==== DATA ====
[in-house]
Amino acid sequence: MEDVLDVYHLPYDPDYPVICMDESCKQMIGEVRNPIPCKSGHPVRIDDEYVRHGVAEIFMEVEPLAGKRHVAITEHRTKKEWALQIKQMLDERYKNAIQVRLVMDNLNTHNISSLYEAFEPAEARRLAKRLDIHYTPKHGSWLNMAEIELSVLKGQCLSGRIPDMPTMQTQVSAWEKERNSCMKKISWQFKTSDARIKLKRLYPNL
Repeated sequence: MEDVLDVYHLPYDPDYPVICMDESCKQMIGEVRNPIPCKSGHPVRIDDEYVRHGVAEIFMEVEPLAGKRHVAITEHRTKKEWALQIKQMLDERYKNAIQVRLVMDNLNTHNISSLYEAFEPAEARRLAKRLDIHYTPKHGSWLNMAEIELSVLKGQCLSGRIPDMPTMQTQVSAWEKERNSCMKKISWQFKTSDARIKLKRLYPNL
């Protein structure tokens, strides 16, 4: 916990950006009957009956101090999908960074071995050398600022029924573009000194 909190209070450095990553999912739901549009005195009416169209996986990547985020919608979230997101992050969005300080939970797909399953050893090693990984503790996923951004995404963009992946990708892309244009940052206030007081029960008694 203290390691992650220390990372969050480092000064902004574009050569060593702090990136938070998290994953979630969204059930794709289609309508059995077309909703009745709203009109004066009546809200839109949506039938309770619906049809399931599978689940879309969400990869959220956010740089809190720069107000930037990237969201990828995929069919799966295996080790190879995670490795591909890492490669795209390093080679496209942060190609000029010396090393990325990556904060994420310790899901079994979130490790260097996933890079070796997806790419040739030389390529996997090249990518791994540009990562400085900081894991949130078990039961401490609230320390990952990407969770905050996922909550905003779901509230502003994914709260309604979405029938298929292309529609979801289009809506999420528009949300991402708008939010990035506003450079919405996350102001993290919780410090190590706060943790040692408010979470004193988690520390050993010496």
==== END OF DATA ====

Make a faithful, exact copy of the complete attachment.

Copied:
[in-house]
Amino acid sequence: MEDVLDVYHLPYDPDYPVICMDESCKQMIGEVRNPIPCKSGHPVRIDDEYVRHGVAEIFMEVEPLAGKRHVAITEHRTKKEWALQIKQMLDERYKNAIQVRLVMDNLNTHNISSLYEAFEPAEARRLAKRLDIHYTPKHGSWLNMAEIELSVLKGQCLSGRIPDMPTMQTQVSAWEKERNSCMKKISWQFKTSDARIKLKRLYPNL
Repeated sequence: MEDVLDVYHLPYDPDYPVICMDESCKQMIGEVRNPIPCKSGHPVRIDDEYVRHGVAEIFMEVEPLAGKRHVAITEHRTKKEWALQIKQMLDERYKNAIQVRLVMDNLNTHNISSLYEAFEPAEARRLAKRLDIHYTPKHGSWLNMAEIELSVLKGQCLSGRIPDMPTMQTQVSAWEKERNSCMKKISWQFKTSDARIKLKRLYPNL
């Protein structure tokens, strides 16, 4: 916990950006009957009956101090999908960074071995050398600022029924573009000194 909190209070450095990553999912739901549009005195009416169209996986990547985020919608979230997101992050969005300080939970797909399953050893090693990984503790996923951004995404963009992946990708892309244009940052206030007081029960008694 203290390691992650220390990372969050480092000064902004574009050569060593702090990136938070998290994953979630969204059930794709289609309508059995077309909703009745709203009109004066009546809200839109949506039938309770619906049809399931599978689940879309969400990869959220956010740089809190720069107000930037990237969201990828995929069919799966295996080790190879995670490795591909890492490669795209390093080679496209942060190609000029010396090393990325990556904060994420310790899901079994979130490790260097996933890079070796997806790419040739030389390529996997090249990518791994540009990562400085900081894991949130078990039961401490609230320390990952990407969770905050996922909550905003779901509230502003994914709260309604979405029938298929292309529609979801289009809506999420528009949300991402708008939010990035506003450079919405996350102001993290919780410090190590706060943790040692408010979470004193988690520390050993010496």